Too much craptasticness has happened in the past few days for me to even wrap my head around putting up an entertaining blog post.

Catch you next week!

Monday, February 7, 2011

It's Monday! And that means... I'm really good at stating the obvious?

I hope everyone had an awesome weekend. I'm sure we're all sick to death of hearing about a certain big game that was on yesterday so I won't even mention it-- except to say that I didn't even watch it, so I wouldn't mention it even if it wasn't already SO yesterday.

Except I just did. I'm not very good at this.

Anyway, moving on to business today-- that of having no business. This weekend was kind of crazy, with my bunny falling ill and requiring intense care (I know, how many times have you ever seen THAT excuse before?), and I must admit my creative blogging well has been sucked dry for this week. So . . . I don't pretend I'm interesting enough for any of you to have questions you've just been DYING to ask me, but I will try this age-old blogging tactic anyway:

Does anyone have any questions for me? Ask away if so and I'll answer them next week!

If not, I'll have something more interesting to say next time it's Monday, and it won't involve not mentioning sports games. Promise.

Thursday, February 3, 2011

I'll take #2 this week, Bob.

  1. Life is writing.
  2. Life interrupts writing.
  3. Writing interrupts life.
  4. Life and writing live in perfect harmony.
  5. Writing? Please, I have a life.
  6. Life? Whatev. I got writing.
Am I missing any? Surely. But I hazard to guess that anyone who has considered writing as either a profession or a hobby (or--depending--both) has had at least ONE of these thoughts cross their mind before. We all hope to live in statement #4, where our writing and our realities blend like the most perfect of yins and yangs: Our children sit quietly by when we have a chapter to finish. Our daily errands provide nothing but constant inspiration for our WIP's climax. Never do deadlines creep up on us, crit partners fail us, or our own brains fail us. Oh, the joy of such a rose-colored, tea-fueled, book-contract-infused world.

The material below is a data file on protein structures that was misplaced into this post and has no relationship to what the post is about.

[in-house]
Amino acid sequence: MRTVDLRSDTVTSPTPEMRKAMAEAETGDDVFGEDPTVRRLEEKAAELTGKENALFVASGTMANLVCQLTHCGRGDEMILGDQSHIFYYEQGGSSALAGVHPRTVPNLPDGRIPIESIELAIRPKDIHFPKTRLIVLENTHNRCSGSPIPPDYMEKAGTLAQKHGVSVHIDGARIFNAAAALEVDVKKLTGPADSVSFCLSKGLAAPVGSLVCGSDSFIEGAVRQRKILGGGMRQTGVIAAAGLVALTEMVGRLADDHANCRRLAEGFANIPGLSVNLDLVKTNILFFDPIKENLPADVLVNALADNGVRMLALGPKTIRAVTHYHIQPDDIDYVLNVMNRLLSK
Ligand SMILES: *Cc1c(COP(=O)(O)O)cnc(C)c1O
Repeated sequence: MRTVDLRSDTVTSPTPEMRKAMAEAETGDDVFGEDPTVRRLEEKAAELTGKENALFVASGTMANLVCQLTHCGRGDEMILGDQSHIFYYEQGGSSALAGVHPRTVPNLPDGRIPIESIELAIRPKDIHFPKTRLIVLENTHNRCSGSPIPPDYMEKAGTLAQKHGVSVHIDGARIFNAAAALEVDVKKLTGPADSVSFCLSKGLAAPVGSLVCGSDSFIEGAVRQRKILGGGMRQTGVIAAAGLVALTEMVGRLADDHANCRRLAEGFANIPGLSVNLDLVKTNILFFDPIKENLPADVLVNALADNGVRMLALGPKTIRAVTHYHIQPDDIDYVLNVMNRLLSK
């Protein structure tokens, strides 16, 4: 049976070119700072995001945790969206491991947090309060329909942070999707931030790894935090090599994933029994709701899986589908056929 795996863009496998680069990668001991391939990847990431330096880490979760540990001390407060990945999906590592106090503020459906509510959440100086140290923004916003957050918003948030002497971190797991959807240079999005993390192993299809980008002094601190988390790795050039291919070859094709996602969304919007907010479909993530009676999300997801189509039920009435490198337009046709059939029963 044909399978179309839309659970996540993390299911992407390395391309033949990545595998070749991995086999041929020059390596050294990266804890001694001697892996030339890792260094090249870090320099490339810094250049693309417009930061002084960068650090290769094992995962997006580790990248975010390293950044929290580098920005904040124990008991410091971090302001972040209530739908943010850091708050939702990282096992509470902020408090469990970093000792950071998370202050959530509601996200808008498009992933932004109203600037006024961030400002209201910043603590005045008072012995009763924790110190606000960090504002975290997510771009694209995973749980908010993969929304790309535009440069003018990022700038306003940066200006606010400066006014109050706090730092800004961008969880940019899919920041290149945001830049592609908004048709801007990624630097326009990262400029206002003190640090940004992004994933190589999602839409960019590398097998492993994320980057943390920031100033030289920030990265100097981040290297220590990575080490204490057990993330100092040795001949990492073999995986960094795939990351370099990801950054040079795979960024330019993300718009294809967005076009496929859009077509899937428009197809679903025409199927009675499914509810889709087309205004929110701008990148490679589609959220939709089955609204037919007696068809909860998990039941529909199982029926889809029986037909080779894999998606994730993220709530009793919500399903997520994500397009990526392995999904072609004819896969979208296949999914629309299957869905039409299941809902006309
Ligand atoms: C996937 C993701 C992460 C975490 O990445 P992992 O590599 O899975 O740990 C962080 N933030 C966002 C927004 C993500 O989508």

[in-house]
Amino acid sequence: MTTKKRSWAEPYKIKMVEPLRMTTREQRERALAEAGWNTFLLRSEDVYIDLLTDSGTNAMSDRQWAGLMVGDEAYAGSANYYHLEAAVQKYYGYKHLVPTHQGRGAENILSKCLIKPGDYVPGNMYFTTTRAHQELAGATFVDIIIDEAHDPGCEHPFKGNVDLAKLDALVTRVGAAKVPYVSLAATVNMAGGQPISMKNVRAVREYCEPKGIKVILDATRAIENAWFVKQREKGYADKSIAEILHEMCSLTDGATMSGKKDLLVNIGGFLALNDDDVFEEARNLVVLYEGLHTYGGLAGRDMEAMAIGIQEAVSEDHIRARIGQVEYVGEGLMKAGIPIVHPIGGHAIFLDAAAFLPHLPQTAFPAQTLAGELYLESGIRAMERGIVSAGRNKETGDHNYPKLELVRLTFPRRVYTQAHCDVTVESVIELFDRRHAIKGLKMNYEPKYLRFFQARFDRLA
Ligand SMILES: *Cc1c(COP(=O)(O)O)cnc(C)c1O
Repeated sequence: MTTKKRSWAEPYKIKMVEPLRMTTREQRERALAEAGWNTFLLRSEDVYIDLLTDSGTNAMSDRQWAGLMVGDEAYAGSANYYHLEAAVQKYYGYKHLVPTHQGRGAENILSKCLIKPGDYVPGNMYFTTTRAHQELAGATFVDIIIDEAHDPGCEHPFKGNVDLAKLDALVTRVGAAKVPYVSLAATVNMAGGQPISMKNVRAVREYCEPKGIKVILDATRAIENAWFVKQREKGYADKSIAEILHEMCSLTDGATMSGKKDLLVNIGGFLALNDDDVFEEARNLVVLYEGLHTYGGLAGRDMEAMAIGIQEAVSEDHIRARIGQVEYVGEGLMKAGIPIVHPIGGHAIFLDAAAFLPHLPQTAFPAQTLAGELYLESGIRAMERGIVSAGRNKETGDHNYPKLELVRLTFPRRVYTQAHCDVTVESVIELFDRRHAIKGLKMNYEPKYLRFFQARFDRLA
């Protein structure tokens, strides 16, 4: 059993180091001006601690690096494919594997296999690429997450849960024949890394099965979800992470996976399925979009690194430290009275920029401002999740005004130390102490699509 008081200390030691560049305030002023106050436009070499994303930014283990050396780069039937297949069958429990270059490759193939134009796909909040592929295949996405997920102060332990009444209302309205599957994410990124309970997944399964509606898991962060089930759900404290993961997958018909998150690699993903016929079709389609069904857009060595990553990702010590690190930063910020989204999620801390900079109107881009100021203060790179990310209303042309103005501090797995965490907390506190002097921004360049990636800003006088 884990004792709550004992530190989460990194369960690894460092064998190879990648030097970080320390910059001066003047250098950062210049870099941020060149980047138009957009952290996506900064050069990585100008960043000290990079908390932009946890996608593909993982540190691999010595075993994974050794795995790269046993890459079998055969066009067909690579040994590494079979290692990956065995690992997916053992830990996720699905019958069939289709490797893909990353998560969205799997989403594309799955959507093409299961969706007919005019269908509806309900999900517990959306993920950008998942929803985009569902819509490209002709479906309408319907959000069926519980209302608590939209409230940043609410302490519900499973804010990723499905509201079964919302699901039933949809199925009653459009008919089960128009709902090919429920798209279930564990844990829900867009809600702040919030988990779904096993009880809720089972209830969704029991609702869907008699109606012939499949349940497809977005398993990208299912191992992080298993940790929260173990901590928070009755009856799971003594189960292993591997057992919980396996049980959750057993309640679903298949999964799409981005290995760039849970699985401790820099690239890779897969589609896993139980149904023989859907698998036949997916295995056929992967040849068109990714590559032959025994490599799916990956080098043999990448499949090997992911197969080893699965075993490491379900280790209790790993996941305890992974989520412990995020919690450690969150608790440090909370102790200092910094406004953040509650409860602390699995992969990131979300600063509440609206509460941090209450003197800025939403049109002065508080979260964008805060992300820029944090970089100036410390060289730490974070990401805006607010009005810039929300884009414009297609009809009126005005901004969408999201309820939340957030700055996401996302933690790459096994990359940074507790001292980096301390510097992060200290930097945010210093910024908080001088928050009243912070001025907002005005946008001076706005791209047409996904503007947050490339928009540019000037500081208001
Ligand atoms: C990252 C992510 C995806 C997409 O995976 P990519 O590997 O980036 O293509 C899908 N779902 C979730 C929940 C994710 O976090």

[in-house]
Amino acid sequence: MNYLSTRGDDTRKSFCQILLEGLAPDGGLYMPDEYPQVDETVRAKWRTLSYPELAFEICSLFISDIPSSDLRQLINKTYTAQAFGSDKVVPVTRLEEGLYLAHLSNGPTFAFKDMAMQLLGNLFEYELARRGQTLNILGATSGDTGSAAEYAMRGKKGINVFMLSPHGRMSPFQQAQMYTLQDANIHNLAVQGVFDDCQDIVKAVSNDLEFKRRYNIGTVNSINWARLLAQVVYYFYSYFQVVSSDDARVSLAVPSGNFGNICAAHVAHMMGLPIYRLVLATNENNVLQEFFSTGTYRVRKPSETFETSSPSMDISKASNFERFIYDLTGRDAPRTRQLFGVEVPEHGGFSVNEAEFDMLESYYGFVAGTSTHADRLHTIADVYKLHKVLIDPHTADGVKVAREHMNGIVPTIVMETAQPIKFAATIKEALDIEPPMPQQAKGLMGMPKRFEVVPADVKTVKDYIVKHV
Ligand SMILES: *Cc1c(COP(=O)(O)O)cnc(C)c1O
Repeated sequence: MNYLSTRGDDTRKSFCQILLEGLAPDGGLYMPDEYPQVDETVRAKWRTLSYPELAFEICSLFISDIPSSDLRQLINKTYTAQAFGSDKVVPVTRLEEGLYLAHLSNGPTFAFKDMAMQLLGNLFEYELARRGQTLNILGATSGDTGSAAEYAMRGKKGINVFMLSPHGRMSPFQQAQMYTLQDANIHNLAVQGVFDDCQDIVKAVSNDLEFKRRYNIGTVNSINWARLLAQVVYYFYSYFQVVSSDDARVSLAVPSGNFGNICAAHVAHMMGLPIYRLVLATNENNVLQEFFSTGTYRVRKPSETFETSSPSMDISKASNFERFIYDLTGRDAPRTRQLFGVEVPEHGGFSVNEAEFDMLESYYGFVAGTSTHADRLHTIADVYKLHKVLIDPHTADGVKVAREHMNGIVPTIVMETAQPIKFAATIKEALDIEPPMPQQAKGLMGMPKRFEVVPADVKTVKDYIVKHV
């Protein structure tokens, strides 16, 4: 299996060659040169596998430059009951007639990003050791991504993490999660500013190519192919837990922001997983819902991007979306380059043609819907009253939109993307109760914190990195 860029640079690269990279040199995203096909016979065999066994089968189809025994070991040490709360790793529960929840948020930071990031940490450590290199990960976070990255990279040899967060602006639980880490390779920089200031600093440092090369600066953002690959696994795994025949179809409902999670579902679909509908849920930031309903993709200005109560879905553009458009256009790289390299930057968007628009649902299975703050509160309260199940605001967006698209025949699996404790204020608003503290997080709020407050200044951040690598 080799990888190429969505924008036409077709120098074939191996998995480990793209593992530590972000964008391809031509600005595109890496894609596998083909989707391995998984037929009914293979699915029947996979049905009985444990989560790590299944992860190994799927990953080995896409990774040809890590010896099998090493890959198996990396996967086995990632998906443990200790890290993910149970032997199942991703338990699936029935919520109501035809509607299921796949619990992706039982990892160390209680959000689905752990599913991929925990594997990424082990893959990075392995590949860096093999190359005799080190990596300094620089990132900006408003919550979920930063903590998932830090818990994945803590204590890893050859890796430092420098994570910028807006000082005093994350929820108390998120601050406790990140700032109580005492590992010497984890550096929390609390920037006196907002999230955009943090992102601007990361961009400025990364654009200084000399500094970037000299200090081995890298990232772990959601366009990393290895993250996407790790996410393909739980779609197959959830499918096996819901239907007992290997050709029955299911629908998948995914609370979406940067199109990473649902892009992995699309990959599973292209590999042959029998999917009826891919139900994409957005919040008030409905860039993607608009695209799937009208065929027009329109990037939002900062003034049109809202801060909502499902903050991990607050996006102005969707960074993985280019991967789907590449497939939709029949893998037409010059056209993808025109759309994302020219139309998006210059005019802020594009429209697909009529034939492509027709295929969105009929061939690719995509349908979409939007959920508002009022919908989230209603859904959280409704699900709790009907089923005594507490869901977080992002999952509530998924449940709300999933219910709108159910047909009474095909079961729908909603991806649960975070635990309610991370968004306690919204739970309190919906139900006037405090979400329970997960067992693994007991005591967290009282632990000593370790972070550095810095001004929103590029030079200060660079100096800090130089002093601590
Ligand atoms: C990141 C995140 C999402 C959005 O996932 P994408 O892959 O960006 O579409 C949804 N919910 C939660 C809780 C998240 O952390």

The fact is, we try to write and we try to live and more often than not, the ideal versions of the two will come into conflict. The natural writer will grow frustrated by it and kick and buck and scream and blog. The enlightened writer will accept it, draw inspiration from it and move know, I am a leaf on the wind and all that crap. (*sniff*)

I wish I had more evocative, enlightening, inspiring things to say about that, life. I don't know if we here at the Archives say it enough, but we so appreciate everyone who stops by to read or comment. You guys are amazing, I truly mean it.

Any enlightening, inspiring, writerly words for us? Maybe just me? It's really been a #2 week.

Or we could just sit quietly and watch some Axe Cop. That'll do, too.

Axe Cop: The Movie - Part 1 from Peter Muehlenberg on Vimeo.

Wednesday, February 2, 2011

The Elusive Nature of Originality and Why It Doesn't Matter

It seems I'm making a habit of bold pronouncements lately, and today's post is no different. You ready for the humdinger I've got cooked up today?

It's impossible to be original.

Before the angry mob starts grabbing their torches and pitchforks, let me explain. I'm using a very narrow definition of "original" in this context, which is something that has never ever in the history of the world ever been done before in any way, shape or form. This means no mash-ups, no spin-offs, and no adaptations of folk stories. If you can point to a source for any aspect of the story, then according to this particular definition that work is not original.

I'll quote my older brother here: "Originality is simply undiscovered plagiarism."

And Sam Seaborn (Rob Lowe's character on The West Wing): "Good writers borrow from other writers. Great writers steal from them outright."

OK, so assume that there's nothing well and truly original. Nothing that has any basis at all in any archetypes, folk stories, or mythic history, etc. For the record, I don't think there is anything that doesn't have a basis in any of those things. But then you have to ask yourself if that's really a bad thing.

Let me clarify -- we're told as writers that we need to be original. However, it's a fallacy to imagine that we need to come up with 100% original things for every aspect of our stories. People want familiarity, but they don't want it to be so familiar that they immediately recognize what's going on. So your Steampunk novel can have hints of Dickens or Wells, but it can't be a slavish re-telling of their stories. Take Great Expectations into the 25th Century or The War of the Worlds into the ancient past, but don't re-tell them exactly. Put your own spin on it; add in a few more elements that people don't expect.

"Originality" as I've previously defined it -- no basis on anything preceding -- is an impossibility simply because every writer is influenced by every book, movie, song, video game, etc that they experience. To assume that a person can do that and then not adapt what they've seen into their own work is a fallacy at best and delusional at worst.

Even in my own work, I don't strive for that elusive thing known as originality. I write what I want to write, and if it happens to come of as original then I call it a win. If it doesn't, well then it doesn't. But every time I've attempted to chase that originality boondoggle I always end up failing and creating something horribly derivative. That's why I feel that "originality" doesn't matter -- creating a story that people can relate to and enjoy is what matters.